|I really love the original cover. Plus, my pants matched that day!
By F. Scott Fitzgerald
The first time I read The Great Gatsby, I was a sophomore, maybe a junior, in high school. Didn't like it, didn't "get it." "Read it again when you're in your 20s," my English professor said. OK. The major motion picture, starring Leonardo DiCaprio comes out in theaters today, hence my decision to choose earlier this month to finally re-read it. (Very excited for the movie, btw, despite the negative early reviews.) (I also highly, highly recommend the movie soundtrack.)
Not sure where my head was when reading this in high school; I felt as if now I was absorbing the plot and prose for the first time. Fitzgerald was a fantastic writer. Old news, but it was a revelation to me. I hope to one day achieve the same impact, sophistication, and beauty with words that Fitzgerald did.
I didn't mark any pages or phrases. (There were so many! And I feel a little lazy and too pressed for time to skim through the book again and find all the ones I liked.) Instead, I'm going to copy and paste a few excerpts from Goodreads' Gatsby quotes page, assembled over the years by Goodreads members. All lovely. I could read it all over again.
In no particular order:
*“He smiled understandingly--much more than understandingly. It was one of those rare smiles with a quality of eternal reassurance in it, that you may come across four or five times in life. It faced--or seemed to face--the whole eternal world for an instant, and then concentrated on you with an irresistible prejudice in your favor. It understood you just as far as you wanted to be understood, believed in you as you would like to believe in yourself, and assured you that it had precisely the impression of you that, at your best, you hoped to convey.”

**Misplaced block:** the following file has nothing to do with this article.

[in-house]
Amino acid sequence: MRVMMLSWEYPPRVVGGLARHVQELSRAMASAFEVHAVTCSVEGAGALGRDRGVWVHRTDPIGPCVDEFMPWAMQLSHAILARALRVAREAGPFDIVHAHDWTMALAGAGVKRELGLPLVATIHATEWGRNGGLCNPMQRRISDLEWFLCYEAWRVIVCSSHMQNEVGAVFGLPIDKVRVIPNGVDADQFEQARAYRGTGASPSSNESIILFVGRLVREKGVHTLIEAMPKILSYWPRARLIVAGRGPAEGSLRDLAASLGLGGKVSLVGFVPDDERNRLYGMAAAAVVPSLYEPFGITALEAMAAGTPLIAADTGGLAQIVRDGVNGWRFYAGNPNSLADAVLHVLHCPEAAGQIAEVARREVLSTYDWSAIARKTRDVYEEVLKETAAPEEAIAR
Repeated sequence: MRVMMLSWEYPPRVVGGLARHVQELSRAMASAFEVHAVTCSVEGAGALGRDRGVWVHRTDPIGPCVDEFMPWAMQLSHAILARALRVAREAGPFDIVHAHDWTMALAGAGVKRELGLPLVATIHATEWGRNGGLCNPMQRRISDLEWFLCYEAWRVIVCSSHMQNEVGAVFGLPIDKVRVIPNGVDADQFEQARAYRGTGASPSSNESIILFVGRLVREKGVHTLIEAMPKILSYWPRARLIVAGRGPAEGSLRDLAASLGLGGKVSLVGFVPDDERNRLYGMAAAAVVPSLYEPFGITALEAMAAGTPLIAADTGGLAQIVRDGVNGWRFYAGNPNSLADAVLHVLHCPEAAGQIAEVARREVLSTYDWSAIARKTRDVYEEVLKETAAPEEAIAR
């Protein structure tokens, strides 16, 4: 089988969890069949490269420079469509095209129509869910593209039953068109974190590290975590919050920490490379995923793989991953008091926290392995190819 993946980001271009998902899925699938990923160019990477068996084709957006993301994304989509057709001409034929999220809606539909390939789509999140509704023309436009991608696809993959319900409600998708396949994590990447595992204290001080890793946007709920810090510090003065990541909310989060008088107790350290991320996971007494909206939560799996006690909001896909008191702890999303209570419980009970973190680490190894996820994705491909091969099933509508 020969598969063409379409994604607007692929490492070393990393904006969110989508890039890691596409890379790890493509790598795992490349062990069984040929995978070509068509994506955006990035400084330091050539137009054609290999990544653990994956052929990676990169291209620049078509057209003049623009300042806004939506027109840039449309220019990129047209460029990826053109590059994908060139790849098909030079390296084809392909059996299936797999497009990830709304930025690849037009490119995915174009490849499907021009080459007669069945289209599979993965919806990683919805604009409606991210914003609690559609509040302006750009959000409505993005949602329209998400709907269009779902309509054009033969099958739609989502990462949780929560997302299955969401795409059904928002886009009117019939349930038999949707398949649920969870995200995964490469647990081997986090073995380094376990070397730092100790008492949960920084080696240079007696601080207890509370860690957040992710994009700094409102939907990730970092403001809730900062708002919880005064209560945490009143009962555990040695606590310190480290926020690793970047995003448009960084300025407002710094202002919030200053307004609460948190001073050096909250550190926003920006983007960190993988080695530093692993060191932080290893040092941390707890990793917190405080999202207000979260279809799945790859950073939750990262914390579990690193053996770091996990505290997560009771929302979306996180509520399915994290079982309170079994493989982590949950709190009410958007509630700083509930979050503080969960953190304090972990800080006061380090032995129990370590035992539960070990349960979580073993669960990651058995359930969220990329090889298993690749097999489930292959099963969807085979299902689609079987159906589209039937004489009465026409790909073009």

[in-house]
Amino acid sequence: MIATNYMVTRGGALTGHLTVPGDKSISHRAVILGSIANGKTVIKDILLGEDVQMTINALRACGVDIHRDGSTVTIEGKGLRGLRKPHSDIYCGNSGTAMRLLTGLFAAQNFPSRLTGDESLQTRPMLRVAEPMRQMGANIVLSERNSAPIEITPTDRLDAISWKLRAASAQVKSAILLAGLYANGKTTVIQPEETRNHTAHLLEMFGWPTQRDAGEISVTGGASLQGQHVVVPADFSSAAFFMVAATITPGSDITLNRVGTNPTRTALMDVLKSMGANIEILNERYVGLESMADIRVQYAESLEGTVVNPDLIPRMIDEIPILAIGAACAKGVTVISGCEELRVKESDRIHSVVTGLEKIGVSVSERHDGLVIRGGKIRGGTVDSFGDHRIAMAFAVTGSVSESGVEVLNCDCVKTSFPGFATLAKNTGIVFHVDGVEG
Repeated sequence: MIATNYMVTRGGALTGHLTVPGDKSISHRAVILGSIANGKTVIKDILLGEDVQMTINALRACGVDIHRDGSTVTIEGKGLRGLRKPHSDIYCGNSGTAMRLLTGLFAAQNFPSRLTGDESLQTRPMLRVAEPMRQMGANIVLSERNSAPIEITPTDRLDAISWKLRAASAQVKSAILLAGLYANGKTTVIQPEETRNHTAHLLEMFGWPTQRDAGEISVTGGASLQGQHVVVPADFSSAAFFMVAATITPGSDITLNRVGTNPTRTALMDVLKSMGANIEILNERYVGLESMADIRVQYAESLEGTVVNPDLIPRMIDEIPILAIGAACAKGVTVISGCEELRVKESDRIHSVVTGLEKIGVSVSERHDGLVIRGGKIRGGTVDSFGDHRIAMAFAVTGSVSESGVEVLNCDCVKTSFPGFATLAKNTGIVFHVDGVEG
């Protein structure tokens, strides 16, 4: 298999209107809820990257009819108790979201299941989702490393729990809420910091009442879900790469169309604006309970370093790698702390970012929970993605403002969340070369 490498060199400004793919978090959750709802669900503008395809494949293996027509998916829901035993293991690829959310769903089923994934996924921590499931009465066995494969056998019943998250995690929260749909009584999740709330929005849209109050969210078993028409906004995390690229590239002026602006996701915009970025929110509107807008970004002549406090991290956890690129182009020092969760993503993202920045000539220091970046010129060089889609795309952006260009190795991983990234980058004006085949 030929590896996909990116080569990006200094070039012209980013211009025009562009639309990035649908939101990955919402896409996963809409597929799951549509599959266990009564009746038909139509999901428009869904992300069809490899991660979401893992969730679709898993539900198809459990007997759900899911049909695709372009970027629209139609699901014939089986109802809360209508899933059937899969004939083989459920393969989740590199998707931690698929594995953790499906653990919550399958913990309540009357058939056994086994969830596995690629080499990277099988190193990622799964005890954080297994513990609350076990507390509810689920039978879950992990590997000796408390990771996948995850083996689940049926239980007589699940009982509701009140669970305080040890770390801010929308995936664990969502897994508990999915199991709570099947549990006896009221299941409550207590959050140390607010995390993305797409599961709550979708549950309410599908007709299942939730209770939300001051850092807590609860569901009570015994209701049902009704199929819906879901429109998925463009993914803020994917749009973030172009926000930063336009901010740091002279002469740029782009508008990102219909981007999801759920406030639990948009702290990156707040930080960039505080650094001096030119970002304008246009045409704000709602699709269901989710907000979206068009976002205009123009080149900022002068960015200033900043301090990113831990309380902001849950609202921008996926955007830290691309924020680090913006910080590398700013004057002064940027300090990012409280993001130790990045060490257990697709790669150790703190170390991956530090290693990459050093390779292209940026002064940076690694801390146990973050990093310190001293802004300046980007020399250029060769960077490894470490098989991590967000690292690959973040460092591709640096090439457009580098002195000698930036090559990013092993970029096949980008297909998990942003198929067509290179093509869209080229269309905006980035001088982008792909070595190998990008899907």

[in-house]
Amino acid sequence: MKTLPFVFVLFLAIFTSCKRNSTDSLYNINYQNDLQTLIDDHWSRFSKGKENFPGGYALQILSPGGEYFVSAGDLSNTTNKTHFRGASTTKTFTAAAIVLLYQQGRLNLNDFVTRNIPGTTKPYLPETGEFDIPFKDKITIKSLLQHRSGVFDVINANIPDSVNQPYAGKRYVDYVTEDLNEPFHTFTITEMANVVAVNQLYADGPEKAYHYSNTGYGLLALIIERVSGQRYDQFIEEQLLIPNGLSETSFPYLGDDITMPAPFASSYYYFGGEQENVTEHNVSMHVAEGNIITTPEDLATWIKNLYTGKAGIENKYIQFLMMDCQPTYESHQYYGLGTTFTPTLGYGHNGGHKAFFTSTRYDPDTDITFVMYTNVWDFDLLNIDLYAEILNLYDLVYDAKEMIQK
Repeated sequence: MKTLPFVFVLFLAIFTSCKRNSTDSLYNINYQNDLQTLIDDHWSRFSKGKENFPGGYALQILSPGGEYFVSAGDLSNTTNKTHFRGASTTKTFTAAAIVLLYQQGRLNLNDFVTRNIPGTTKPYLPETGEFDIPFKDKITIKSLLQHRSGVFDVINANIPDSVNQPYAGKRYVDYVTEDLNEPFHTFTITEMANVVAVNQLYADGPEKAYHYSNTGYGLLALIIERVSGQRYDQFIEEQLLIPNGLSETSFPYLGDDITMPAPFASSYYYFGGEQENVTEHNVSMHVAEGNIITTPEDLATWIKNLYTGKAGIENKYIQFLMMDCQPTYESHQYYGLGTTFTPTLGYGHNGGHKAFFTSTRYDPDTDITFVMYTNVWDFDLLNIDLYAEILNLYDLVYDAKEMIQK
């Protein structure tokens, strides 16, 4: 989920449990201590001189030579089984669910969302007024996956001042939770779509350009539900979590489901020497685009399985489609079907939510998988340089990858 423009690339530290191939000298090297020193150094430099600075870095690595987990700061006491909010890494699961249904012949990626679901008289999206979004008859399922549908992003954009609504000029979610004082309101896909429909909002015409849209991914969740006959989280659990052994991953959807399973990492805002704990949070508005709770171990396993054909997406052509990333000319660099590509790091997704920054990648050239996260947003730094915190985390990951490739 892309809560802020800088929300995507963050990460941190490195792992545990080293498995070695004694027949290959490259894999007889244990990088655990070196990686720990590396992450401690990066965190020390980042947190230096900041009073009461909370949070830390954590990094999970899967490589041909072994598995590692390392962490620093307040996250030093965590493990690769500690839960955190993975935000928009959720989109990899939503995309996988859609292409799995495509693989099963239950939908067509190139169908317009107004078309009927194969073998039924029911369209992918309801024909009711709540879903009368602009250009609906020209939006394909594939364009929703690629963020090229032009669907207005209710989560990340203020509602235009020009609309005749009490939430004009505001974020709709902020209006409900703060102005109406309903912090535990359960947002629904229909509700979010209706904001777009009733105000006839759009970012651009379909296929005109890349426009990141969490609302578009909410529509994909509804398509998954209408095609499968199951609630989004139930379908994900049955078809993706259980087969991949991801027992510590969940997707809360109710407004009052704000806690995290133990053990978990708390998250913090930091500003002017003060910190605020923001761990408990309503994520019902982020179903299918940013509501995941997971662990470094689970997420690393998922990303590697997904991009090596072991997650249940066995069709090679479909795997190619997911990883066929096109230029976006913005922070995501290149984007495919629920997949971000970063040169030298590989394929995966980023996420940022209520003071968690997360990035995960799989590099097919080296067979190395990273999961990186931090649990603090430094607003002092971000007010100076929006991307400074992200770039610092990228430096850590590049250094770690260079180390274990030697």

*“And so with the sunshine and the great bursts of leaves growing on the trees, just as things grow in fast movies, I had that familiar conviction that life was beginning over again with the summer.”
*“Reserving judgments is a matter of infinite hope.”
*“There must have been moments even that afternoon when Daisy tumbled short of his dreams -- not through her own fault, but because of the colossal vitality of his illusion. It had gone beyond her, beyond everything. He had thrown himself into it with a creative passion, adding to it all the time, decking it out with every bright feather that drifted his way. No amount of fire or freshness can challenge what a man will store up in his ghostly heart.”
*“So we drove on toward death through the cooling twilight.”
*“I felt a haunting loneliness sometimes, and felt it in others--young clerks in the dusk, wasting the most poignant moments of night and life.”
*“His heart beat faster and faster as Daisy’s white face came up to his own. He knew that when he kissed this girl, and forever wed his unutterable visions to her perishable breath, his mind would never romp again like the mind of God. So he waited, listening for a moment longer to the tuning fork that had been struck upon a star. Then he kissed her. At his lips’ touch she blossomed like a flower and the incarnation was complete.”
*“He must have felt that he had lost the old warm world, paid a high price for living too long with a single dream. He must have looked up at an unfamiliar sky through frightening leaves and shivered as he found what a grotesque thing a rose is and how raw the sunlight was upon the scarcely created grass. A new world, material without being real, where poor ghosts, breathing dreams like air, drifted fortuitously about...like that ashen, fantastic figure gliding toward him through the amorphous trees.”